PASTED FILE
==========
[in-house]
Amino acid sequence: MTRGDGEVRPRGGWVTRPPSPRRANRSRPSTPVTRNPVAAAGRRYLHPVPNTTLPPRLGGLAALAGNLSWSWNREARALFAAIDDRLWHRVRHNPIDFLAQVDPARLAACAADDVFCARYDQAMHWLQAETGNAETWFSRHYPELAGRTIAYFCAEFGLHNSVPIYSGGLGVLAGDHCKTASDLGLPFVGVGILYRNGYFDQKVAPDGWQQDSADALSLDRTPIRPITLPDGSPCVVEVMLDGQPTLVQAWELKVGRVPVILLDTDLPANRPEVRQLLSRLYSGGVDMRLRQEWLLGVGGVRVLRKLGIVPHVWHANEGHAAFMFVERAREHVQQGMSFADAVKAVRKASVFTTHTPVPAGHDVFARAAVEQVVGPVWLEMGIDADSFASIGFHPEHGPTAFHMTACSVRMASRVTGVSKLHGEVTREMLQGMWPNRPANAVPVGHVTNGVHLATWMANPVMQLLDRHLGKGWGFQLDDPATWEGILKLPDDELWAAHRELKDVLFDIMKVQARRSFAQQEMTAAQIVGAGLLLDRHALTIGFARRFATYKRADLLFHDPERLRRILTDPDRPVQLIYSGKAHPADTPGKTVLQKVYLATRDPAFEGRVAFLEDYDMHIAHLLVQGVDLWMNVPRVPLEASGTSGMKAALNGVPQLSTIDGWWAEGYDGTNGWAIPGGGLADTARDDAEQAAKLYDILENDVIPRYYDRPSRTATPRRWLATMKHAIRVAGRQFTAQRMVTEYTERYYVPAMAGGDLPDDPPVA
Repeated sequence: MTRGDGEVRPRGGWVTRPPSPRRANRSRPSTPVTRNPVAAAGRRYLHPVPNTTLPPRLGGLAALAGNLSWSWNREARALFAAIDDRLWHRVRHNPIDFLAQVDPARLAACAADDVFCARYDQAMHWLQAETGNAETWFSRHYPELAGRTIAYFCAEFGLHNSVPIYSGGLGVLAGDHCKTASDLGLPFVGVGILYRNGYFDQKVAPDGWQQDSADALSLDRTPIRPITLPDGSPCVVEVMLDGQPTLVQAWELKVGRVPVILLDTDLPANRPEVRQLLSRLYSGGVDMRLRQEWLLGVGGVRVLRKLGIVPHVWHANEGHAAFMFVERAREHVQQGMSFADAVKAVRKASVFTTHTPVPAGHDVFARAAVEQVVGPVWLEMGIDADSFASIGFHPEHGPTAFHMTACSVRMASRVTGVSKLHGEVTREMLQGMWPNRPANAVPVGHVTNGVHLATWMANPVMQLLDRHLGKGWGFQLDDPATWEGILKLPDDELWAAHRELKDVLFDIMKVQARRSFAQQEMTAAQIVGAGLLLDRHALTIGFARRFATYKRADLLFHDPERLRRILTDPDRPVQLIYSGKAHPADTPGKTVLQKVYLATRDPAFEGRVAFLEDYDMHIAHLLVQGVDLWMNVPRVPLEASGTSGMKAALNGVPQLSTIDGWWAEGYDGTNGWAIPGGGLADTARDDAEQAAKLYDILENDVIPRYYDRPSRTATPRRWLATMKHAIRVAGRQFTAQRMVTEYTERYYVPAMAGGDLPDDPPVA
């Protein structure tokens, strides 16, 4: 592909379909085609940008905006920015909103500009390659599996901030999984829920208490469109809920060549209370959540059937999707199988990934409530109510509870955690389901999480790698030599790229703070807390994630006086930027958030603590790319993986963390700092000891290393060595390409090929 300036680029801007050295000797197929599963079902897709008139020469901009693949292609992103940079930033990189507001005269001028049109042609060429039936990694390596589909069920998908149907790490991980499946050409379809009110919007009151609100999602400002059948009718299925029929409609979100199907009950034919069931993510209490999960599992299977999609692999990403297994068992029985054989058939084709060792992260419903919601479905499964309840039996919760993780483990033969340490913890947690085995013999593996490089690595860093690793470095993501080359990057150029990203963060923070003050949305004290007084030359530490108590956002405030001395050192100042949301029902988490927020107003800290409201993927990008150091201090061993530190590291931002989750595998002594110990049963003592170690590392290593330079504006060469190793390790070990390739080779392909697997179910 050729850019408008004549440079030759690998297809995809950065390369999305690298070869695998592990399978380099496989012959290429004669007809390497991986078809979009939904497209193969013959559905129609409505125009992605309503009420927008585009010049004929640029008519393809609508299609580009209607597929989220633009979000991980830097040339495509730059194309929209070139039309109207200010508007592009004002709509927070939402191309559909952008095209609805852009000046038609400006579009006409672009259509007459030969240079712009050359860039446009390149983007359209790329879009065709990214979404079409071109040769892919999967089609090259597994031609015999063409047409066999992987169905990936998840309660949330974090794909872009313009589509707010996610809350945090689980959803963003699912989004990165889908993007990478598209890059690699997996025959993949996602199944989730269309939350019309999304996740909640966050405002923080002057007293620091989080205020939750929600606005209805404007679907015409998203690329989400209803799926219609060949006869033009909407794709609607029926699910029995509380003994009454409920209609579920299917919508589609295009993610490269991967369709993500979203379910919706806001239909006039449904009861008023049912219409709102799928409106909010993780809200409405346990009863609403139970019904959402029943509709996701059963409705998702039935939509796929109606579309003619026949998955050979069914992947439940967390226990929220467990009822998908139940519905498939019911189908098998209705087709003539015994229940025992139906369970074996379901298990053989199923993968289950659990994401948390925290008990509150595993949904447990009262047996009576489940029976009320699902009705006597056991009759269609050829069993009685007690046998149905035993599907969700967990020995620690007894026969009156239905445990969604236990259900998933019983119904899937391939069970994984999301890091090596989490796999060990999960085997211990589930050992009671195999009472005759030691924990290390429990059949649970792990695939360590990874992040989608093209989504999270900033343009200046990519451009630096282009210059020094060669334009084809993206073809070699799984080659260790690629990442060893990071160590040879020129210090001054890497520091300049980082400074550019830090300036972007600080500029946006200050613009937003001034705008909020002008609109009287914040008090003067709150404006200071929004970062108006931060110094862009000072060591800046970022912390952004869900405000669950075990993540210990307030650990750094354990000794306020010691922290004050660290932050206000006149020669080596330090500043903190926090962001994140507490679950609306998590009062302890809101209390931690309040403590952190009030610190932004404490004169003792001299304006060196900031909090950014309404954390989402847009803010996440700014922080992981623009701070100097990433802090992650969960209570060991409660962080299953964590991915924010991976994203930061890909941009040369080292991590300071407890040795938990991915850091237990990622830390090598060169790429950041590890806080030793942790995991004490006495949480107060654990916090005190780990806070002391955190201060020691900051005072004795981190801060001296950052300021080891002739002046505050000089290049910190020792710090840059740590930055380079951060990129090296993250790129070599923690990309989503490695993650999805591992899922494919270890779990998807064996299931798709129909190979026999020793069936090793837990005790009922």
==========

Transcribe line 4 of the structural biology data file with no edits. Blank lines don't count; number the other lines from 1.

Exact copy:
């Protein structure tokens, strides 16, 4: 592909379909085609940008905006920015909103500009390659599996901030999984829920208490469109809920060549209370959540059937999707199988990934409530109510509870955690389901999480790698030599790229703070807390994630006086930027958030603590790319993986963390700092000891290393060595390409090929 300036680029801007050295000797197929599963079902897709008139020469901009693949292609992103940079930033990189507001005269001028049109042609060429039936990694390596589909069920998908149907790490991980499946050409379809009110919007009151609100999602400002059948009718299925029929409609979100199907009950034919069931993510209490999960599992299977999609692999990403297994068992029985054989058939084709060792992260419903919601479905499964309840039996919760993780483990033969340490913890947690085995013999593996490089690595860093690793470095993501080359990057150029990203963060923070003050949305004290007084030359530490108590956002405030001395050192100042949301029902988490927020107003800290409201993927990008150091201090061993530190590291931002989750595998002594110990049963003592170690590392290593330079504006060469190793390790070990390739080779392909697997179910 050729850019408008004549440079030759690998297809995809950065390369999305690298070869695998592990399978380099496989012959290429004669007809390497991986078809979009939904497209193969013959559905129609409505125009992605309503009420927008585009010049004929640029008519393809609508299609580009209607597929989220633009979000991980830097040339495509730059194309929209070139039309109207200010508007592009004002709509927070939402191309559909952008095209609805852009000046038609400006579009006409672009259509007459030969240079712009050359860039446009390149983007359209790329879009065709990214979404079409071109040769892919999967089609090259597994031609015999063409047409066999992987169905990936998840309660949330974090794909872009313009589509707010996610809350945090689980959803963003699912989004990165889908993007990478598209890059690699997996025959993949996602199944989730269309939350019309999304996740909640966050405002923080002057007293620091989080205020939750929600606005209805404007679907015409998203690329989400209803799926219609060949006869033009909407794709609607029926699910029995509380003994009454409920209609579920299917919508589609295009993610490269991967369709993500979203379910919706806001239909006039449904009861008023049912219409709102799928409106909010993780809200409405346990009863609403139970019904959402029943509709996701059963409705998702039935939509796929109606579309003619026949998955050979069914992947439940967390226990929220467990009822998908139940519905498939019911189908098998209705087709003539015994229940025992139906369970074996379901298990053989199923993968289950659990994401948390925290008990509150595993949904447990009262047996009576489940029976009320699902009705006597056991009759269609050829069993009685007690046998149905035993599907969700967990020995620690007894026969009156239905445990969604236990259900998933019983119904899937391939069970994984999301890091090596989490796999060990999960085997211990589930050992009671195999009472005759030691924990290390429990059949649970792990695939360590990874992040989608093209989504999270900033343009200046990519451009630096282009210059020094060669334009084809993206073809070699799984080659260790690629990442060893990071160590040879020129210090001054890497520091300049980082400074550019830090300036972007600080500029946006200050613009937003001034705008909020002008609109009287914040008090003067709150404006200071929004970062108006931060110094862009000072060591800046970022912390952004869900405000669950075990993540210990307030650990750094354990000794306020010691922290004050660290932050206000006149020669080596330090500043903190926090962001994140507490679950609306998590009062302890809101209390931690309040403590952190009030610190932004404490004169003792001299304006060196900031909090950014309404954390989402847009803010996440700014922080992981623009701070100097990433802090992650969960209570060991409660962080299953964590991915924010991976994203930061890909941009040369080292991590300071407890040795938990991915850091237990990622830390090598060169790429950041590890806080030793942790995991004490006495949480107060654990916090005190780990806070002391955190201060020691900051005072004795981190801060001296950052300021080891002739002046505050000089290049910190020792710090840059740590930055380079951060990129090296993250790129070599923690990309989503490695993650999805591992899922494919270890779990998807064996299931798709129909190979026999020793069936090793837990005790009922």